Four Tips for Health-Care Providers to Stay Cyber Secure

By Aaron Sandeen, CEO and Co-Founder, CSW

The number of attacks aimed at the health-care industry has increased significantly during the past few years. Health-care institutions are ‌vulnerable to cyberattacks because they have access to highly valuable information, in terms of money and intelligence, sought after by nation-state actors and cybercriminals. Protected health information (PHI), financial data (such as credit card details and bank account numbers), personally identifiable‌ information (PII) (such as Social Security Numbers), and intellectual property pertaining to medical research and innovation are all included in the targeted data.

A cyberattack on the health-care sector can have severe effects from network disruptions, impeded monitoring, compromised pneumatic pumps and IV infusion tubes, and theft of patient data. In 2021, 45 million people were impacted by health-care assaults, a three-fold increase from the 14 million affected in 2018, according to the United States Department of Health and Human Services (HHS).

The U.S. government classifies the health-care sector as one of the 16 critical infrastructures vulnerable to cyberattacks. Given the importance of the health-care sector, an attack on any health-care provider might have severe results, affecting everything from administration to patient care. On the other hand, cybercriminals have long discovered that it is profitable to pressure hospitals and health-care facilities into paying a ransom for their patients’ data. Therefore, it is not shocking that the sector has experienced several large attacks during the past year. Health-care providers must prioritize their cybersecurity posture, now more than ever, which they may achieve by following our four suggested tips.

  1. Reduce the Window of Attacks by Avoiding Latency 

Health-care vendors and organizations using legacy products must double-check software versions and use the latest versions that address vulnerabilities and apply recommended mitigation measures to ward off ransomware attacks. Legacy products, in general, give attackers a window of opportunity to attack.

  1. Invest in Biometric Security

As part of the enterprise strategy to manage and securely connect the users, systems, and endpoints to applications and services anywhere, Secure Access Service Edge (SASE) solutions combine several cybersecurity solutions, starting with secure remote access to on-premise, cloud, and online resources. Providing a consistent clinical experience will not only help to improve the quality of health-care services but also improve security by adding an extra layer of protection from external or internal attackers.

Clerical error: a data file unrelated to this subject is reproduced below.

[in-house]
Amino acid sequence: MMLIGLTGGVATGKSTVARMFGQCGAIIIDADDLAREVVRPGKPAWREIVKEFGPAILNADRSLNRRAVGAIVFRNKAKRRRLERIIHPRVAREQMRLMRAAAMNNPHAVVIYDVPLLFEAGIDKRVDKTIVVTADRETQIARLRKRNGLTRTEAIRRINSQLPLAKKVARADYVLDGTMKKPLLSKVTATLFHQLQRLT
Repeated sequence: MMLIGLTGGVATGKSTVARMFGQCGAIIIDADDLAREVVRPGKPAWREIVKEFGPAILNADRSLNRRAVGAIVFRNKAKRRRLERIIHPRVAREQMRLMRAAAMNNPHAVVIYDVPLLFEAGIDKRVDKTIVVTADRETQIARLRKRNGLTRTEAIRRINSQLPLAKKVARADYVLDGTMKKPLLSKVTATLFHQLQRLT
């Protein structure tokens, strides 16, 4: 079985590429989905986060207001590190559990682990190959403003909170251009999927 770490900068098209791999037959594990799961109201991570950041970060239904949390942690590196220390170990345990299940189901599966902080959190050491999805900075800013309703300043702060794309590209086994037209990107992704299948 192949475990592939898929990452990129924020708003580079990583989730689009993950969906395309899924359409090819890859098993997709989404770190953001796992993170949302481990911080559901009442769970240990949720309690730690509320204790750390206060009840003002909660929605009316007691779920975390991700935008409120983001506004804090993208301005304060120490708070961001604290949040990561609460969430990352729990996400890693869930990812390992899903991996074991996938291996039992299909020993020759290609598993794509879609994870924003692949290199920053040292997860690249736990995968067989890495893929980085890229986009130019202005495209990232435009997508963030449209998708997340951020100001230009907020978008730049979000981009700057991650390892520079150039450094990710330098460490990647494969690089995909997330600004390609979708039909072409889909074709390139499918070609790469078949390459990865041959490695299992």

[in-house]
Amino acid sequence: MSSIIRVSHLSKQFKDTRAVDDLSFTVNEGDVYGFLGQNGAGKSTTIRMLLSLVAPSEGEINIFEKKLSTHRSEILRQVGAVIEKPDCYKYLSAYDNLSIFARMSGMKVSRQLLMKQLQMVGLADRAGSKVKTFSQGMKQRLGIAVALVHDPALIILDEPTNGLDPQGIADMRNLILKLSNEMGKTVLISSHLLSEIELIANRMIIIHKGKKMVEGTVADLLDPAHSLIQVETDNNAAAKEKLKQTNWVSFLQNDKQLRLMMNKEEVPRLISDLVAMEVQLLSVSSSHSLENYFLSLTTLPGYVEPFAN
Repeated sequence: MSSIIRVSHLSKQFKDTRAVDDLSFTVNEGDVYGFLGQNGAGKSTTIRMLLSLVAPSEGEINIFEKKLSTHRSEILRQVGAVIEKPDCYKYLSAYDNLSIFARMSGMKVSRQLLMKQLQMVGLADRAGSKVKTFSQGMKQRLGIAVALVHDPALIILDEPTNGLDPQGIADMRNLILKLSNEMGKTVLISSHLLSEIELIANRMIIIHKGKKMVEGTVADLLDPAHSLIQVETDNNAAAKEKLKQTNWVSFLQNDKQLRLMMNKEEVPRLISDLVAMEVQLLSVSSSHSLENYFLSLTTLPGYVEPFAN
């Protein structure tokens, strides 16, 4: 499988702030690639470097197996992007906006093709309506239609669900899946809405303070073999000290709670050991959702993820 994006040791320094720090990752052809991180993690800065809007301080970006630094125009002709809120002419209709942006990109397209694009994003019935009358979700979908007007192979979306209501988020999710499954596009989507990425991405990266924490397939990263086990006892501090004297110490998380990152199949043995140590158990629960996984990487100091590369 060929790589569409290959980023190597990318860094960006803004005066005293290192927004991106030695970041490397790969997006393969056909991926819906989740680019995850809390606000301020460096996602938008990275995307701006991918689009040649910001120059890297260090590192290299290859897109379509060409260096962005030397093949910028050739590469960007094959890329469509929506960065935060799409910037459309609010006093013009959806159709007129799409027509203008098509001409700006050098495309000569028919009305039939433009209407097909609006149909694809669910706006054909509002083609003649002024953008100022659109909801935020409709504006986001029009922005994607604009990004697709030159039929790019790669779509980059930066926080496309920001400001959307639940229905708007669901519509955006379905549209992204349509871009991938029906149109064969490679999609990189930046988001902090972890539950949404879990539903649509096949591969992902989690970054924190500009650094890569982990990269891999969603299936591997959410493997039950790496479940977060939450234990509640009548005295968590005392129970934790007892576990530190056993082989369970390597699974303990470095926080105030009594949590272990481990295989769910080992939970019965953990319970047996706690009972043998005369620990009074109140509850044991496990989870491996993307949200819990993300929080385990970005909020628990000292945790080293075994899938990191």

1. Use Electronic Health Record Systems

Electronic Health Record (EHR) systems provide the most benefit to patients because they allow doctors, providers, and caregivers to share digital data, such as complete patient information, effortlessly. Because of its expanding significance in the health-care industry, a substantial increase in cybercrimes targeted specifically at EHRs has also been seen. To keep sensitive patient information and personal information safe from hackers, EHRs must be closely monitored.

  1. Implement Multi-Factor Authentication

Multi-factor authentication (MFA), also referred to as two-factor authentication (2FA), has replaced the more traditional password-only authentication approach and has become a crucial security reinforcement tool. To access sensitive patient data, health-care personnel with access to 2FA systems would need soft tokens or physical tokens, including smartphone prompts.

Vulnerability Intelligence Is Crucial

Health-care equipment is a prime target for hackers because of several factors, including a lack of investment in cybersecurity, a lack of cyber knowledge among health-care workers, and products rife with flaws, which give hackers an easy way in.

Knowledge of vulnerabilities is essential. Health-care businesses must be aware of the cybersecurity threats they face and be prepared with plans to address them. The plans may include frequent penetration testing by organizations specializing in evaluating and preparing for threat vectors such as ransomware and distributed denial-of-service (DDoS) attacks or anything else that could expose patient data or compromise lifesaving health-care devices.

About the Author

Aaron Sandeen AuthorMy name is Aaron Sandeen and I am the CEO and Co-Founder of Cyber Security Works (CSW), a DHS-sponsored company focused on helping leaders proactively increase their resilience against ever-evolving security threats on-prem and in the cloud. Aaron leads CSW in providing intelligent and actionable security insights at every layer of company operations. Aaron can be reached online at and at our company website

November 27, 2022

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